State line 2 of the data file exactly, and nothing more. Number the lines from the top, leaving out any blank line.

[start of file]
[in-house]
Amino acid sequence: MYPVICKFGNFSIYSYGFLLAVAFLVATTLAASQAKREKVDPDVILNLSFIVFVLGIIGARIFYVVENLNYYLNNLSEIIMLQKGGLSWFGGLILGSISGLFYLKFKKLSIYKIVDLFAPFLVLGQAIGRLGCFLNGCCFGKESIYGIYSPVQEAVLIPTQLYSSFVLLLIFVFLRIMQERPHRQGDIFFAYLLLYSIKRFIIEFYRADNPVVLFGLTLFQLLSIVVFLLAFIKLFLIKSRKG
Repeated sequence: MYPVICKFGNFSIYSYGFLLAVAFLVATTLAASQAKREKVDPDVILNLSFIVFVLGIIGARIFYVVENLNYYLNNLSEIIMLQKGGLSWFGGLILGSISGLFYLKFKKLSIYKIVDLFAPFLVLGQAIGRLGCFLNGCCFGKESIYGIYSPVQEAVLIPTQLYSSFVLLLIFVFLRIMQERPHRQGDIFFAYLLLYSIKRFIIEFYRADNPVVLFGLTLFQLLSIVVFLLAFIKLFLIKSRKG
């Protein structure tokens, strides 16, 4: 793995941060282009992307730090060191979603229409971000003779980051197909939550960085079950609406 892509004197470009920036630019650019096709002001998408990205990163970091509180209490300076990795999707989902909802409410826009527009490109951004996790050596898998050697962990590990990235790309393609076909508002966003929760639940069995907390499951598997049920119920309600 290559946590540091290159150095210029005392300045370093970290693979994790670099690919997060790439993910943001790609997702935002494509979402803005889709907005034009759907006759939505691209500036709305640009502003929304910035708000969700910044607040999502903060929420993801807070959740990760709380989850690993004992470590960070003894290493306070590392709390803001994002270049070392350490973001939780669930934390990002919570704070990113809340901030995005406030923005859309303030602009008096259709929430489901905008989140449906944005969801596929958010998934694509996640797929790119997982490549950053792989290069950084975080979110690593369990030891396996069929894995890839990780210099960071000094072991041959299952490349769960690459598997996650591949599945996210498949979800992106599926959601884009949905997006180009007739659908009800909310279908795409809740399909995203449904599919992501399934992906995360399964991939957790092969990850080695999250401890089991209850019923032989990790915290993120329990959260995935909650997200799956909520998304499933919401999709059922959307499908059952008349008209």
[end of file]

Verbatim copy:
Amino acid sequence: MYPVICKFGNFSIYSYGFLLAVAFLVATTLAASQAKREKVDPDVILNLSFIVFVLGIIGARIFYVVENLNYYLNNLSEIIMLQKGGLSWFGGLILGSISGLFYLKFKKLSIYKIVDLFAPFLVLGQAIGRLGCFLNGCCFGKESIYGIYSPVQEAVLIPTQLYSSFVLLLIFVFLRIMQERPHRQGDIFFAYLLLYSIKRFIIEFYRADNPVVLFGLTLFQLLSIVVFLLAFIKLFLIKSRKG